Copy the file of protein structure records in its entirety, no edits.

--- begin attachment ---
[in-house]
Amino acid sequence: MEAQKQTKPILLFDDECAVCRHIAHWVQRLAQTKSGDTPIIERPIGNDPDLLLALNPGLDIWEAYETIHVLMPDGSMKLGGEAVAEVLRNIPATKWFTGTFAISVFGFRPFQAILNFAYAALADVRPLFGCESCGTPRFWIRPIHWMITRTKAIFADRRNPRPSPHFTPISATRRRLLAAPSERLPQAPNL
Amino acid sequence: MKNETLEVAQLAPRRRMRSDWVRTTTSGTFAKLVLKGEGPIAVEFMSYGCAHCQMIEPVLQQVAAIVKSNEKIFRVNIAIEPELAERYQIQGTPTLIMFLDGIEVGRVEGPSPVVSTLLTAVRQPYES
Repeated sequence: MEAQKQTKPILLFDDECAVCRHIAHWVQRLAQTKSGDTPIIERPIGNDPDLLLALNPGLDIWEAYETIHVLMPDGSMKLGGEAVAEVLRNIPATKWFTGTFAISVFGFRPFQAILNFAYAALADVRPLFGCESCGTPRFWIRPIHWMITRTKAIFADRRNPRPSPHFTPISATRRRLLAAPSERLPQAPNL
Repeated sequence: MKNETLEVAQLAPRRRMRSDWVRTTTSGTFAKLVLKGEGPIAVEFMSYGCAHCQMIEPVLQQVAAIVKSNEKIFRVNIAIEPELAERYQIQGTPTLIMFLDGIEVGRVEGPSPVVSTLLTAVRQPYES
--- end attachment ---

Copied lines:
[in-house]
Amino acid sequence: MEAQKQTKPILLFDDECAVCRHIAHWVQRLAQTKSGDTPIIERPIGNDPDLLLALNPGLDIWEAYETIHVLMPDGSMKLGGEAVAEVLRNIPATKWFTGTFAISVFGFRPFQAILNFAYAALADVRPLFGCESCGTPRFWIRPIHWMITRTKAIFADRRNPRPSPHFTPISATRRRLLAAPSERLPQAPNL
Amino acid sequence: MKNETLEVAQLAPRRRMRSDWVRTTTSGTFAKLVLKGEGPIAVEFMSYGCAHCQMIEPVLQQVAAIVKSNEKIFRVNIAIEPELAERYQIQGTPTLIMFLDGIEVGRVEGPSPVVSTLLTAVRQPYES
Repeated sequence: MEAQKQTKPILLFDDECAVCRHIAHWVQRLAQTKSGDTPIIERPIGNDPDLLLALNPGLDIWEAYETIHVLMPDGSMKLGGEAVAEVLRNIPATKWFTGTFAISVFGFRPFQAILNFAYAALADVRPLFGCESCGTPRFWIRPIHWMITRTKAIFADRRNPRPSPHFTPISATRRRLLAAPSERLPQAPNL
Repeated sequence: MKNETLEVAQLAPRRRMRSDWVRTTTSGTFAKLVLKGEGPIAVEFMSYGCAHCQMIEPVLQQVAAIVKSNEKIFRVNIAIEPELAERYQIQGTPTLIMFLDGIEVGRVEGPSPVVSTLLTAVRQPYES